Here are some interesting (or boring and routine) blood gases, observed in real clinical scenarios.
The ED staff were struggling to intubate an elderly gentleman with hypoxic respiratory failure. This man is a 75 year old non-smoker who has had a NSTEMI at home after an elective laparoscopic cholecystectomy, and went on to develop acute pulmonary oedema which brought him to hospital. Background is that of rheumatoid arthritis with decreased jaw opening, and C-spine fusion surgery which significantly limits neck extension. The first attempt at intubation did not go as planned; direct laryngoscopy proved fruitless and though the curved-blade videolaryngoscope revealed a nice-looking Grade 1 view, the bougie ended up poking uselessly into every recess other than the larynx, and the whole thing was abandoned after the saturation probe fell off.
This 79 year old lady presented to emergency with abdominal pain, nausea and vomiting. On examination, she appeared shocked, with cool mottled extremities and a weak thready pulse. The heart rate was 150 (in AF, but apparently that is long-standing) and the non-invasive blood pressure cuff generated improbable numbers (Pfft, 52/35mmHg? Really?).
This 65 year old gentleman presented to ED with fever and productive cough. For several days he has been too short of breath to eat or drink, and appeared severely dehydrated at triage. The chest Xray revealed an extensive right lower lobe pneumonia. BP on presentation was 78/40, and MAP remained below 60 in spite of large volumes of crystalloid. The ICU team were contacted after the seventh litre of fluid had not only failed to produce a sustained hemodynamic effect, but also catalysed an episode of acute pulmonary oedema. This ABG was taken while the patient was still conscious, being pre-oxygenated for intubation with a Laerdel bag-mask device.
This blood gas gets waved around a lot, particularly at unexpecting medical students and other impressionable individuals. As an isolated result, this one is an abomination. Clinical scenarios with varying levels of improbability are offered to the interpreters. "This is an ABG collected during a cardiac arrest"; "This is a sample of peripheral venous blood from an unwell demented patient"; "This sample suffered prolonged transport time on the way to the laboratory". My favourite has been "This patient presented to emergency complaining of generalised unwellness, dry skin, hoarse speech, ataxia and compulsive brain-eating behaviour".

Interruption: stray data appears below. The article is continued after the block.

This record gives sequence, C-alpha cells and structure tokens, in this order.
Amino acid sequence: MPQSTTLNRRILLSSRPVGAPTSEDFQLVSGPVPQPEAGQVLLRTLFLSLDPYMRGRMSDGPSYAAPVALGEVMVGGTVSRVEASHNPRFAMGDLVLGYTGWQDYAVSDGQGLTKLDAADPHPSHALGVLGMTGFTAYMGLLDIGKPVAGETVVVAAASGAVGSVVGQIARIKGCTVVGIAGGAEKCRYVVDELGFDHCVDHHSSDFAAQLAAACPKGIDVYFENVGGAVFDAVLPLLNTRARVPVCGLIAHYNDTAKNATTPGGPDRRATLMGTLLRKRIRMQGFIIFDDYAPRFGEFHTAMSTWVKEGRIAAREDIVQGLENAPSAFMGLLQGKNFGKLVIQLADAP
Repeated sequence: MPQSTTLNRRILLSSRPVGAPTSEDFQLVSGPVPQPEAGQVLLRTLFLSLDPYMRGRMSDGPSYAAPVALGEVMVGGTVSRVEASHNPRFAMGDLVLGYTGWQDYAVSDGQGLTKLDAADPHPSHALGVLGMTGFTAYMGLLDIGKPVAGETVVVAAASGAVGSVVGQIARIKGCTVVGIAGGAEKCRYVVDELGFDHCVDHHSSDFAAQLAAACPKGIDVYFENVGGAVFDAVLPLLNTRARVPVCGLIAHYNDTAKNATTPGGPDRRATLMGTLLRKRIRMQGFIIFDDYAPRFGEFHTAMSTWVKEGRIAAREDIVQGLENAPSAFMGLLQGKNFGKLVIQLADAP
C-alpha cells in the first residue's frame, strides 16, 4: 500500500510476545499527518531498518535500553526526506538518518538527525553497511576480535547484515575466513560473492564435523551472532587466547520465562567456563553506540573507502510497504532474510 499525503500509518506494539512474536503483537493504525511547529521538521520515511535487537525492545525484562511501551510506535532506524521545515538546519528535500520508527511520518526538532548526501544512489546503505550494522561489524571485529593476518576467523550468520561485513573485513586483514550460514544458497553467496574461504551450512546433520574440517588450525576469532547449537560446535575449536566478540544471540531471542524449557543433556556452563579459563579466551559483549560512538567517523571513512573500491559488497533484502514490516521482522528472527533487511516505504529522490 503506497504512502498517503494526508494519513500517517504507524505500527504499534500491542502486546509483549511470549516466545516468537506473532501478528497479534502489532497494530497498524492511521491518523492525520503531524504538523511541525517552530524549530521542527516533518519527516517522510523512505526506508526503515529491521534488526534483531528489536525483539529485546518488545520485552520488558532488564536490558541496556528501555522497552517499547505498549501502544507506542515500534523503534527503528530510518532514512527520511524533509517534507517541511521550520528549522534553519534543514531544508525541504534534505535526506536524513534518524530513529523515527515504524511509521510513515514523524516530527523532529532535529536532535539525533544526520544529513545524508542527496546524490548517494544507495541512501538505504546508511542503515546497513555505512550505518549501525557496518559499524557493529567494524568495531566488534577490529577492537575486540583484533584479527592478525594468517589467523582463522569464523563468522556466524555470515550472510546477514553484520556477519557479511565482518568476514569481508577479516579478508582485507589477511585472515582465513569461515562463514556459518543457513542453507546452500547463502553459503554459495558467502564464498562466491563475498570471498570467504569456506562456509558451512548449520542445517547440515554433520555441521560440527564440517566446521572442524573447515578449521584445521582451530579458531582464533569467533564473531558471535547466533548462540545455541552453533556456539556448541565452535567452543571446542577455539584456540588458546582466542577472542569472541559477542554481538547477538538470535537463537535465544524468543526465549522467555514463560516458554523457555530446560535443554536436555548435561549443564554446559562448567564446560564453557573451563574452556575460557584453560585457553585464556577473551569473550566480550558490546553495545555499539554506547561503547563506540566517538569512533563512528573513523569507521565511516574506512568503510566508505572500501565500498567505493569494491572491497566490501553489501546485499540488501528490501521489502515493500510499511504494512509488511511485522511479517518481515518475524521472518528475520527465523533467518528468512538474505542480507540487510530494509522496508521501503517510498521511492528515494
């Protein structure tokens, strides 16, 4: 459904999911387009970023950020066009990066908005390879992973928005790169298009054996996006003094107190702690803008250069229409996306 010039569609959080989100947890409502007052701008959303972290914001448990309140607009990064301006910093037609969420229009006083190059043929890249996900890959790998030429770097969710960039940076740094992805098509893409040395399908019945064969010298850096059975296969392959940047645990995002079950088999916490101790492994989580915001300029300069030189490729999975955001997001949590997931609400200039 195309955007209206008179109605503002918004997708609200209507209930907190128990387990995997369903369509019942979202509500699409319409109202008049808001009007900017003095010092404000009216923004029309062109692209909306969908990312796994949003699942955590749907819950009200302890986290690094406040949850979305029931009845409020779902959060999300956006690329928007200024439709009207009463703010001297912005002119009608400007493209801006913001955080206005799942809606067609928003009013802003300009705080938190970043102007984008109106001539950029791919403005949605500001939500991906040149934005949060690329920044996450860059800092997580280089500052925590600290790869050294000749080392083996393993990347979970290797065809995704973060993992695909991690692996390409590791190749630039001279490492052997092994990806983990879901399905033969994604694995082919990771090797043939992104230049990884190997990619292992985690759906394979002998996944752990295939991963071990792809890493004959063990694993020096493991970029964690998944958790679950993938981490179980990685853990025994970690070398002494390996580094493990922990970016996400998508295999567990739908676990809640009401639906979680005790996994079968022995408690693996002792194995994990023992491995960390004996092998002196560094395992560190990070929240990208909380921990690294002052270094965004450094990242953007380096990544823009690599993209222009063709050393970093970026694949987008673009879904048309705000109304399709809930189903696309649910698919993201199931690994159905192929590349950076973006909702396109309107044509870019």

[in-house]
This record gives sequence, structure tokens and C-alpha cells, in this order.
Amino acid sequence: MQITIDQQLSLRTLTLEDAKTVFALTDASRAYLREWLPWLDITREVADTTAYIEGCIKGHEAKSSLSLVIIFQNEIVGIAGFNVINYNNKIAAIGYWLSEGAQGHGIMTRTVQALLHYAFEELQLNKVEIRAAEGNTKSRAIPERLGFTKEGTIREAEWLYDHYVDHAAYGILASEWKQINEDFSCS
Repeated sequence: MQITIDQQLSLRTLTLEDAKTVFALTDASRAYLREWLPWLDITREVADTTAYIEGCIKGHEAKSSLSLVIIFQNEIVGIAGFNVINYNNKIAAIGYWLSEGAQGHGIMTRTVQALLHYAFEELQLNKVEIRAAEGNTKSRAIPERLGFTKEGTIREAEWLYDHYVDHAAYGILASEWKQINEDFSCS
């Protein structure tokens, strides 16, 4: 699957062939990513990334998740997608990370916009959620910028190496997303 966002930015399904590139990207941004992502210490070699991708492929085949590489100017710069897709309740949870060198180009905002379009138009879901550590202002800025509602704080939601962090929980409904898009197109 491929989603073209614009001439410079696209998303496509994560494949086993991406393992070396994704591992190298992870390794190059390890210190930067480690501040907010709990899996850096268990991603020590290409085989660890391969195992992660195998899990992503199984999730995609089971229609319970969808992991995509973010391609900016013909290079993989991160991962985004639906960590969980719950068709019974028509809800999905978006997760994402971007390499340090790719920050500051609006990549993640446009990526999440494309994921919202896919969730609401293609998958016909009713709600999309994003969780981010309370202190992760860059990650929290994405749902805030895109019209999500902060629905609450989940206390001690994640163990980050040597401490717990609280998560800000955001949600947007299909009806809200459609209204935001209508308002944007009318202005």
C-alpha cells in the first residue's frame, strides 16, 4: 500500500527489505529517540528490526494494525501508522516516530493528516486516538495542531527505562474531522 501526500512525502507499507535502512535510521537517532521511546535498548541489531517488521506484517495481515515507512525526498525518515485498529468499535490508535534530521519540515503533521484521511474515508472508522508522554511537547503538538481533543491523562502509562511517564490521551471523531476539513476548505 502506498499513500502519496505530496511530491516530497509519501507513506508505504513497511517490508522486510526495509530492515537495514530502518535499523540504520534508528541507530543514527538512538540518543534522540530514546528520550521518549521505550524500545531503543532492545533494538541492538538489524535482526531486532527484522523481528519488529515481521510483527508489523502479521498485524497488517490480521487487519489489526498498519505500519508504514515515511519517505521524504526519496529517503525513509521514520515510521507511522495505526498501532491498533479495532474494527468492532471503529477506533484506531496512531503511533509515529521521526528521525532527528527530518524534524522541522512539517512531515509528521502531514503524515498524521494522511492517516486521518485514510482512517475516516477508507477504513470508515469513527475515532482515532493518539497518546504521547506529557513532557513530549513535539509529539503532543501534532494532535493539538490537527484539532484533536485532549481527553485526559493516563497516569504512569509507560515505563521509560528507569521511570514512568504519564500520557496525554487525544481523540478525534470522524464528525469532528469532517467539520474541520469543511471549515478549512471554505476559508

A patient recovering from a laparotomy was referred to ICU from recovery. She is a 72 year old lady with a background of CCF, who underwent a laparotomy and adhesiolysis in the context of a subacute small bowel obstruction.
After being discovered at his rural property in an unconscious state, this elderly gentleman was intubated and brought to the ICU. Airway ulceration was noted by the rescuers. Apparently he intentionally drank an unknown amount of some unknown smelly liquid. Some sort of canister of chemicals was also discovered at the scene, but the ambulance officers were frightened by its abominable reek, and decided not to bring it (they had no equipment to handle hazardous chemicals).
You're a part of the advanced life support team, arriving at the sleep lab in the small hours of the morning. Worried staff narrate a story of a morbidly obese sleep apnoea patient who presented for a sleep study and has been observed all night with continuous pulse oximetery. Prolonged apnoeic pauses were witnessed, with desaturation into the 60s. However, each time the patient snored back into life after a few seconds.However, recently the saturation probe had become dislodged, and in spite of fiddling with it the sleep lab staff could not get it to read a "realistic" result. A resident had collected an arterial blood gas, "to make sure". The pulse oximeter continued to offer very depressing numbers. Concerned that they may be real, the staff attempted to rouse the patient - and could not.
The resident returned with this blood gas.
Central and mixed venous blood gases offer us a glimpse of whole-body oxygen extraction.
A mixed venous blood gas is a sample aspirated from the most distal port of the PA catheter, offering a mixture of inferior vena cava blood, superior vena cava blood, and the coronary sinuses. Thus, the result is an average of venous blood. But what if I don't have a PA catheter, you might ask? A central venous gas may be almost as good.
Lets face it, we don't really care about venous oxygenation (or arterial, for that matter). The real issue is how much oxygen is in the cells? How are those cells using it? The intracellular environment is a place of massively heterogenous oxygen demands. Some organelles are involved in enzymatic metabolism of drugs or maintenance of electrolyte gradients - these areas require a higher oxygen tension than, for example, mitochondrial ATP synthesis.